$2000 lens budget.. most/sharpest zoom???


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Dec 27, 2007
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Milton, ON
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I've got a $2000 (roughly) budget and I'm looking for the best zoom/sharness quality that I can get.
Hoping for 300 or 400mm, as I'm mostly shooting wildlife.

I'm shooting with a D200, so obviously I need a Nion setup.

Any one have any suggestions?
Best quality would be a prime lens at either 300mm or 400mm focal length. I know nikon make a very good 200-400mm zoom and for your focal range ideas that is what I choose if you want a quality zoom - however I think it is outside of your price range.
Look up the nikon lenses in the 300mm and 400mm focal lengths and have a look at what is on offer in that price range.
Thanks for the response. I think my biggest concern would be the speed.
I've owned a sigma 70-200 2.8 (which I'm selling) and I've used a Sigma 300mm 2.8 prime (which I'd love, but its still out of my range).

I think that anything decent in the $2000 range is going to be a 4.0..
Does anyone use a 4.0 (300 or 400 mm) for wildlife/ birds?
These are a few that I'm considering.. does anyone have any experience with these? Or something else in the same range?

NIKON VR 80-400F4.5-5.6 D ED AF


The sigma 120-300mm (I think its that one) actually gets better reviews than the sigma 300mm! (one of the few cases where zoom beats a prime in similar qualty areas)

Wildlife is certainly possible with an f4 lens - the only downside I would see is that its going to be less good (than an f2.8) in dimmer weather and it won't take a 2*teleconverter for added use - though a 1.4teleconverter would be a good way to get a 400mm+ lens (not as good as a 400mm prime lens, but with a good enough quality to be worth doing)
The Sigma 120-300 is a 2.8 (so $3500+ range).. It would be nice, but not this year.

I would consider a 1.4 TC, but I would never again use a 2x TC. I just sold mine yesterday after 6 months of use, I never earned a single worthy shot with it (2.0 TC with the 70-200 2.8 sigma).
Digi - even on a canon 70-200mm f2.8 IS lens the 2* is a tricky beast to use. They generally work best on the topend prime lenses only (the f2.8 sort) and do take getting used to. I found that stopping down can help a lot!
Being CDN with a $2000 budget and looking to buy new the Nikkor 300mm F4 with a 1.4 tele seems most logical...
I would look into a Nikon 80-200 AF-S 2.8 and a teleconverter. This lens has prime quality, and is effectively 120-300 on a D200. It also works nicely with teleconverters, and costs less than half of what you are willing to spend.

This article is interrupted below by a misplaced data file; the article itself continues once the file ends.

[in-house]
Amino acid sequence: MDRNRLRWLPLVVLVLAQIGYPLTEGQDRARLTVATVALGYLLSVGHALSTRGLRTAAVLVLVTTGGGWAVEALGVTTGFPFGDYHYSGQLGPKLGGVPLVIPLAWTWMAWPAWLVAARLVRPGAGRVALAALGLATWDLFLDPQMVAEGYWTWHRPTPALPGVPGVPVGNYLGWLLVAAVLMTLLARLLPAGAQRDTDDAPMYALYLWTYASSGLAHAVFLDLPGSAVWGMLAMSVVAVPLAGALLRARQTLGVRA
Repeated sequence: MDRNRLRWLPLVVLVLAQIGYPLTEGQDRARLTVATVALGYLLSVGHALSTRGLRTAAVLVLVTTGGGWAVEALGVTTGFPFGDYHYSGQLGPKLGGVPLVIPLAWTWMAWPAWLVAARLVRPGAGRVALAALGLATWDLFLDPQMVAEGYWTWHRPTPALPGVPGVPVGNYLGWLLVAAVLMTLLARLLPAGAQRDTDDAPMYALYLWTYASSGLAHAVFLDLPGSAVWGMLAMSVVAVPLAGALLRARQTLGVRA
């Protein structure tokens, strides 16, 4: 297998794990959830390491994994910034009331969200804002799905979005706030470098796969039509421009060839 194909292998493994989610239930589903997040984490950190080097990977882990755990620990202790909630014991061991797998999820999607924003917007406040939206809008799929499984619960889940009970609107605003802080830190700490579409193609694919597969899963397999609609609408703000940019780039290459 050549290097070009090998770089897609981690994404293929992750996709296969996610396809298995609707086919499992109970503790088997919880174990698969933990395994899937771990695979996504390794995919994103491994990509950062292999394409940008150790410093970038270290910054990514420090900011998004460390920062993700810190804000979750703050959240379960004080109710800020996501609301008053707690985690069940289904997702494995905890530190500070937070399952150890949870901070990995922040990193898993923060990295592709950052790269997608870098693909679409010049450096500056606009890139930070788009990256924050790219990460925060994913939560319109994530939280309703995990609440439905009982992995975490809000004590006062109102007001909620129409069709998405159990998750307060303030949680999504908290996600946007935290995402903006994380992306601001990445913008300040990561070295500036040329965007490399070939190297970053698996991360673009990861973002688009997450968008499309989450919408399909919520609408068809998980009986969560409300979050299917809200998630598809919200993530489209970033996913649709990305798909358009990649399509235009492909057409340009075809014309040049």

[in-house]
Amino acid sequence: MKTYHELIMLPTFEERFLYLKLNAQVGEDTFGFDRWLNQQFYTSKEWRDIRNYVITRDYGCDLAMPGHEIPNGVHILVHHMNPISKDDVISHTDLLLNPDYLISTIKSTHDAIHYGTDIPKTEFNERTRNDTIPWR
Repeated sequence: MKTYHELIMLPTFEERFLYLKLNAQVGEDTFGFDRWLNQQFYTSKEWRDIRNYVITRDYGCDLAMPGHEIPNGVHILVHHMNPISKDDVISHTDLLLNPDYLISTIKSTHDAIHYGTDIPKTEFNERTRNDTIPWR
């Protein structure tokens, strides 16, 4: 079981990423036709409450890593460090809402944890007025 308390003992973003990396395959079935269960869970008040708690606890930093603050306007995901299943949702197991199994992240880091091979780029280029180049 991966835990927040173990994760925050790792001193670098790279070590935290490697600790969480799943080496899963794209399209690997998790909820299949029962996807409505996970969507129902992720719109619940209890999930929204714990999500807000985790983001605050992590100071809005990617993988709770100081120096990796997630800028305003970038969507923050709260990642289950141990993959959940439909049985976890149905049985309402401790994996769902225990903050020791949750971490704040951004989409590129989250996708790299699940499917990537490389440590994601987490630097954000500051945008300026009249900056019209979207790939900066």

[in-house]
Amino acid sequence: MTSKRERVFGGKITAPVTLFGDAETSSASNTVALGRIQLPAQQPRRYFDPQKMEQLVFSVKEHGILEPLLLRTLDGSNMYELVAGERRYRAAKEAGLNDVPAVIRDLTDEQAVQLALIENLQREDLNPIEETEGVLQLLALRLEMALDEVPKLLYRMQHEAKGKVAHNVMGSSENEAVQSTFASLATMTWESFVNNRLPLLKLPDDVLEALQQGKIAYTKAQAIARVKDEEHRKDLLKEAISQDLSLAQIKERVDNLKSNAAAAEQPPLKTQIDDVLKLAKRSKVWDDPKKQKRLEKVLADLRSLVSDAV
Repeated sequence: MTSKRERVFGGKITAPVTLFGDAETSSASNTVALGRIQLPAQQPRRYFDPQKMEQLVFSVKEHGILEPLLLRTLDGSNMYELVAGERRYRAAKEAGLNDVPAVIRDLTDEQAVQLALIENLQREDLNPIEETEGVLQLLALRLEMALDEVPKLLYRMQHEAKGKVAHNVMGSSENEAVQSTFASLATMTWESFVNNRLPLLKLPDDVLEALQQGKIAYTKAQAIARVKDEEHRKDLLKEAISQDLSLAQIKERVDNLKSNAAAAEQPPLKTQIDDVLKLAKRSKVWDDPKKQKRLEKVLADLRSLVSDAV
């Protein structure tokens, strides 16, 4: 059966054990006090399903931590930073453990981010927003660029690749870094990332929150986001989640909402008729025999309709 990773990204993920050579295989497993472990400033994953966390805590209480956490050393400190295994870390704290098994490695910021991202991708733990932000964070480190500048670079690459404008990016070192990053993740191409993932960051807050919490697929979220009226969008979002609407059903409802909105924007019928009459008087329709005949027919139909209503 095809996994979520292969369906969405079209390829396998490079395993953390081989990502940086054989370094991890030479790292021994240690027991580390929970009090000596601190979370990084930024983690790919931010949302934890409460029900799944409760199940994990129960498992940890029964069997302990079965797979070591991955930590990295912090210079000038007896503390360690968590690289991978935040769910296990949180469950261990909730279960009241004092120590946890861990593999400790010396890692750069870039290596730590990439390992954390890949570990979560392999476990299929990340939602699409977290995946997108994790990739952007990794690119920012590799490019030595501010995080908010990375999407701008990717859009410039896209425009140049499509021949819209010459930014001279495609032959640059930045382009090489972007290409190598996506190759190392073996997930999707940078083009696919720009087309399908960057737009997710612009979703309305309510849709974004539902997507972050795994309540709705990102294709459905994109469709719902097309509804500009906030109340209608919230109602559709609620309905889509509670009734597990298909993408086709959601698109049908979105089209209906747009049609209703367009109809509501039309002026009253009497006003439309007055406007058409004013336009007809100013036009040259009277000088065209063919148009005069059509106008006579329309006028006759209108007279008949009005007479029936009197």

I use a 70-200mm and it is too short for normal wildlife work (I find).
Its great in zoos and such- but even with a 1.4TC its just a bit too short. A 300mm prime would be a better investment for a wildlife lens (f4 or f2.8 variety).
I consider my 70-200mm part of a set - which includes a 300mm --- I just have to get a 300mm
For that money I would buy a Nikon 70-200 VR and a TC-17 Teleconverter.

That combo would give you a 70-340 range at either f/2.8 or f/4.8 (depending if the TC was on it). The TC-17 does NOT degrade image quality, and it is the only one of the TC series that lets the VR continue to work (unless Nikon has updated that within the last 6 months) with the TC on.

I use this combo, you can get it new for about $2K and it not only would give you long/fast but also VR and an excellent shorter range option as well when you are not using the TC.
first I am a bit dubius as to the claim that the TC has no effect on image quality - I would expect there to be some degradation (all be it very minor).
But VR does not work with TCs? odd since the canon IS still works with teleconverters (though granted it might have less of an effect since the focal range is increased)
All TCs will degrade image quality. That is just the way it is. A good TC on a good lens like a 70-200 VR will leave you with quality images, but that's not because the image wasn't degraded, it's because it started with high enough quality that you don't readily notice it.

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